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The Value Of Neighborliness

Leslie Fain, a freelance writer who reads this blog, has published a piece [1] about The Little Way Of Ruthie Leming [2] and the meaning of neighborliness. In it, she talks to both me and to Jon Cogburn, a philosophy professor at LSU and a fan of the book. Excerpt:

Dreher said he thinks the first step in creating community is realizing we actually need other people, and they need us.

“We tend to think of the community like a public utility: It’s always going to be there. But that’s not true,” said Dreher. “You get out of it what you put into it.

“Helping to start a new church in my own town has taught me how much I’ve always taken church for granted and always depended on somebody else to do the heavy lifting of community,” he said.

Dreher added he has also gotten involved in local government.

“I had been entirely disengaged from matters of local government, but got drawn in when I heard that the parish council was working to overturn an election we had just months ago,” said Dreher. “When I started going to the meetings, I was appalled by how poorly we are governed. Others here are waking up the same way I’ve awakened. The price we pay for our passivity and apathy is great.”

“I think we build community by finding manageable projects that we do with people we love,” said Cogburn. “If you are lucky enough to have a loving family and faith community, this is much easier. Some of Ruthie’s deepest attachments were from her students and fellow teachers. So the same love, the same little way that can make a family or faith community great can, I hope, help turn any group of people into a community.”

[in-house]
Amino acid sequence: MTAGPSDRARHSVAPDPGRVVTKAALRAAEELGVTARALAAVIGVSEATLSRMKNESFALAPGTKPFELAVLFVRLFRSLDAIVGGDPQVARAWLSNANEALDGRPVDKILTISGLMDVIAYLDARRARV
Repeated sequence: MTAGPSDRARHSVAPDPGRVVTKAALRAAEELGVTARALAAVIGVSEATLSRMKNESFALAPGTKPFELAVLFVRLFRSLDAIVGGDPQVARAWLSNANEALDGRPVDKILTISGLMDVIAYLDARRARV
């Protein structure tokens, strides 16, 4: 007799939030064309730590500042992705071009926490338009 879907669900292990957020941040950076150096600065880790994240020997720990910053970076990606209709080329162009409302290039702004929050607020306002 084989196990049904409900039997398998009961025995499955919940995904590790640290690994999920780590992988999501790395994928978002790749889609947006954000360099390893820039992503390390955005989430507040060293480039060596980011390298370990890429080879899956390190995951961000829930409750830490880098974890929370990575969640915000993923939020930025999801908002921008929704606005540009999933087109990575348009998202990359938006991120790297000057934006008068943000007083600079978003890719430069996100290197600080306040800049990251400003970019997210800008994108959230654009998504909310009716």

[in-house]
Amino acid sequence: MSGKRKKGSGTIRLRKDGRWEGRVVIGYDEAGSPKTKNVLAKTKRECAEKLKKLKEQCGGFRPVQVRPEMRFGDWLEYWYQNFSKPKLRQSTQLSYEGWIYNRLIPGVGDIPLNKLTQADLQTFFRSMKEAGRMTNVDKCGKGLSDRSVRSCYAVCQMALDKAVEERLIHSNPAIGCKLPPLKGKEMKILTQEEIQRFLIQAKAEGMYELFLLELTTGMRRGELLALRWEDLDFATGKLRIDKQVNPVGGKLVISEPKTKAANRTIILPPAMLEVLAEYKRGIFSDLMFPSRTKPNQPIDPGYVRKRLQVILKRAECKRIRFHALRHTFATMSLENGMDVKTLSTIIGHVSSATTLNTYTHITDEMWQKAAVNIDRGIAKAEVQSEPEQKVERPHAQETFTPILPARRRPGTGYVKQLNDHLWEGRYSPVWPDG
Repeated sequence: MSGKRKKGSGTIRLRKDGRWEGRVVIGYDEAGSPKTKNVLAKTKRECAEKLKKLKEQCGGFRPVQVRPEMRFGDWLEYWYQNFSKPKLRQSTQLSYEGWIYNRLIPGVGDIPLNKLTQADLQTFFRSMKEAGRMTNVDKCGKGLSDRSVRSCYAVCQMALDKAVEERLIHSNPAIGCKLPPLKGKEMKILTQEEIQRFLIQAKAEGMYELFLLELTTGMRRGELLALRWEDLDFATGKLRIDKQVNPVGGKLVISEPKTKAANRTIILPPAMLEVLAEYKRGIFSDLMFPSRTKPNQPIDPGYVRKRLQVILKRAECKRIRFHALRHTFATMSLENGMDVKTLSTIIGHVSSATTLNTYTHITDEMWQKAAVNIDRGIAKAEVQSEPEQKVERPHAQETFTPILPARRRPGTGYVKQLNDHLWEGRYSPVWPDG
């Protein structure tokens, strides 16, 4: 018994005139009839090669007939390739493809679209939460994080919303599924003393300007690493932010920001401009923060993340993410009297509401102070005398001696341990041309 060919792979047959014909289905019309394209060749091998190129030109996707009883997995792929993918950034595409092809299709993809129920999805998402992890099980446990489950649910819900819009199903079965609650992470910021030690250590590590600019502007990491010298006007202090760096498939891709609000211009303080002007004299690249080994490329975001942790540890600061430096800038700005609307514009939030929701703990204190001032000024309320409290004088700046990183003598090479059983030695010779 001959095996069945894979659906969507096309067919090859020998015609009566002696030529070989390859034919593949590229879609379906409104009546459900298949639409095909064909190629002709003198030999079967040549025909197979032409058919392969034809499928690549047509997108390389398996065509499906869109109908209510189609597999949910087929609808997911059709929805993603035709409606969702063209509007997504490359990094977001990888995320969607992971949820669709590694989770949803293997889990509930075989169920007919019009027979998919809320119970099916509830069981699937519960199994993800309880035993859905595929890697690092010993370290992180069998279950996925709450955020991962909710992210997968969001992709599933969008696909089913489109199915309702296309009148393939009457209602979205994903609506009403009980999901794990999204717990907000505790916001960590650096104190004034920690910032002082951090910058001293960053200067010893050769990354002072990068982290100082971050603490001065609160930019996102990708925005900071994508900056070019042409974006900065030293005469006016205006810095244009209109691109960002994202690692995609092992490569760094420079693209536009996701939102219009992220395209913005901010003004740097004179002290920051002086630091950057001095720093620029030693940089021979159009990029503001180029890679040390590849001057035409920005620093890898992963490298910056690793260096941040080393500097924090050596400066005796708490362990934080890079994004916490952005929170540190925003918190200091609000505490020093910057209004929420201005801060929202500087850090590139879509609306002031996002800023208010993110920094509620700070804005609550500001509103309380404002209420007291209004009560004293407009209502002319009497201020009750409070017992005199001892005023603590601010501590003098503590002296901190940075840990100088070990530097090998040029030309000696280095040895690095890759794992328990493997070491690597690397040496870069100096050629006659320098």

Read the whole thing. [3]Thanks to Leslie and Jon for their kind attention to my book.

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2 Comments To "The Value Of Neighborliness"

#1 Comment By Fran Macadam On August 7, 2013 @ 11:40 pm

We need an antidote for sure. So much is based on trying to evade responsibility to and for others. “Love thy neighbor,” when it is not being so abused as to find ways to define others out of being one’s neighbor, is mostly in the materialist cult that prevails, “Beggar thy neighbor.”

Preemptively, realizing our lawyerly proclivity for evasion, Jesus said, “Love your enemy,” covering all exits from morality.

#2 Comment By Sam Leo On August 9, 2013 @ 11:06 am

This way of thinking about our absolute need for the people around us is an answer to the constant conservative harping about “dependency” too. Everyone is dependent, it’s only when we forget that that we become truly lost, and what conservatives call dependency is actually the forgetting of that fact. (Yuval Levin wrote beautifully about this not long ago, [4], but I don’t think this strand of conservatism is listened to much anymore on the right.)